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Divine Architecture
Overview
The artists featured in this section, including Franz Marc, Georgia O’Keeffe, and Alfred Stieglitz, have captured a sense of awe, wonder, or the mystical by observing the natural world and creating art inspired by their perceptions.

For many who follow a traditional religious path, God is the literal architect of the world. Jewish tradition offers a wealth of ritual and text guiding human connection to the natural world, and for many artists, observing and capturing the detailed complexity of the natural world in their artwork is their personal connection with the divine.
Ana Mendieta

Alfred Stieglitz
Equivalent, 1925, printed 1927. Gelatin silver print. 4 3/4 x 3 3/4 in. Collection SFMOMA, Alfred Stieglitz Collection, Gift of Georgia O’Keeffe.

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Discussion Questions

  • What details do you notice in this tiny photograph? How does the small scale impact your viewing experience?
  • Stieglitz gives us a perspective of the sky that does not contain other reference points. How might this image be different if he included trees, a horizon line, or other details?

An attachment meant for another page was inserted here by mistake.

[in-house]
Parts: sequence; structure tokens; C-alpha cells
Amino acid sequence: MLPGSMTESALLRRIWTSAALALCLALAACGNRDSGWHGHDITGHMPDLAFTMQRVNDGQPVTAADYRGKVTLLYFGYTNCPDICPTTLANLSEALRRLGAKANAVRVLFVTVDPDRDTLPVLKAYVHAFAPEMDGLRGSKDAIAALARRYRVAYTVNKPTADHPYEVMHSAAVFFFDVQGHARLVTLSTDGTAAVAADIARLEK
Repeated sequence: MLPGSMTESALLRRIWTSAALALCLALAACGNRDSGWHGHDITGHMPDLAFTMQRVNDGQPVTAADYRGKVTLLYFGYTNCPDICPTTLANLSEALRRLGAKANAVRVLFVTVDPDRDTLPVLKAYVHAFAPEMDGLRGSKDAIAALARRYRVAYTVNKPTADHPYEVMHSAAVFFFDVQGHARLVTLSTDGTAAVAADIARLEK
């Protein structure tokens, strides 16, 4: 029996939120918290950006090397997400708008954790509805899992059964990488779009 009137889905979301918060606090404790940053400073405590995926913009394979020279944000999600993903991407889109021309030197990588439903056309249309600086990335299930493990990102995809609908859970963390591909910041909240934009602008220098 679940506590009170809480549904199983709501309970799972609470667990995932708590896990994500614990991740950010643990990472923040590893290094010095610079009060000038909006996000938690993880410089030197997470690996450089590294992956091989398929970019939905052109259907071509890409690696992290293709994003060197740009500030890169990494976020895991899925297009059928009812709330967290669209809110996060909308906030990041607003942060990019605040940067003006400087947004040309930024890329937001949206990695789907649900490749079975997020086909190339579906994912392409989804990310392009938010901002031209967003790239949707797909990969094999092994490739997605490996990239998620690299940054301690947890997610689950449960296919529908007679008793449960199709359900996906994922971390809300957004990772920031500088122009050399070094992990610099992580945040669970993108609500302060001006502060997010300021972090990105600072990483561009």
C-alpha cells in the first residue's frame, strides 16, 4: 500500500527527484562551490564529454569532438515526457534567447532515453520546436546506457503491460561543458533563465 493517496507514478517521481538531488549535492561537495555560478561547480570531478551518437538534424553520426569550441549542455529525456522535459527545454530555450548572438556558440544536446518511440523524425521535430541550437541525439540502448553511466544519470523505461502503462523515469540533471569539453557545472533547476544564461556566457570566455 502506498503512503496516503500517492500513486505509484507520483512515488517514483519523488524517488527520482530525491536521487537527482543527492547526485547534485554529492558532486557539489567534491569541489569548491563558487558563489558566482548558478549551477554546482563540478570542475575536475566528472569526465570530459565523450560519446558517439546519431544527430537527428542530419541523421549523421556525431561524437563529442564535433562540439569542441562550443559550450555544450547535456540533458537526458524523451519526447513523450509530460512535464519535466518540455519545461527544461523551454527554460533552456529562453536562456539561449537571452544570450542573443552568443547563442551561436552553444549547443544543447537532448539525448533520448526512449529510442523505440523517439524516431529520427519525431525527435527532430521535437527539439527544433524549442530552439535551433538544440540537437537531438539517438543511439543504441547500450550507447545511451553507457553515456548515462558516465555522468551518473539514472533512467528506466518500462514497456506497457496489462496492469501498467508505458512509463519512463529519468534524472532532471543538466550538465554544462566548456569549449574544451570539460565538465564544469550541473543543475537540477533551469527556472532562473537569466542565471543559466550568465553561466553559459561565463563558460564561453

• Consider the quote “Several people feel I have photographed God. May be.” Do you think this photograph captures a divine or mystical presence? Why or why not?
  • The artists in this section find inspiration in the natural world. In what kinds of places do you find inspiration? Why do you think these places inspire you?



Suggested Activities

  • Poetry and Religious Studies: Praising Nature
    Jewish tradition suggests blessings to be recited at the sight of natural wonders. For example, upon seeing impressive natural features, such as mountains or deserts, one might recite: “We praise You, Eternal God, Sovereign of the universe, who makes the works of creation.” Upon seeing a particularly beautiful work of nature, one would say “We praise You, Eternal God, Sovereign of the universe, who has such [beauty] in the universe.”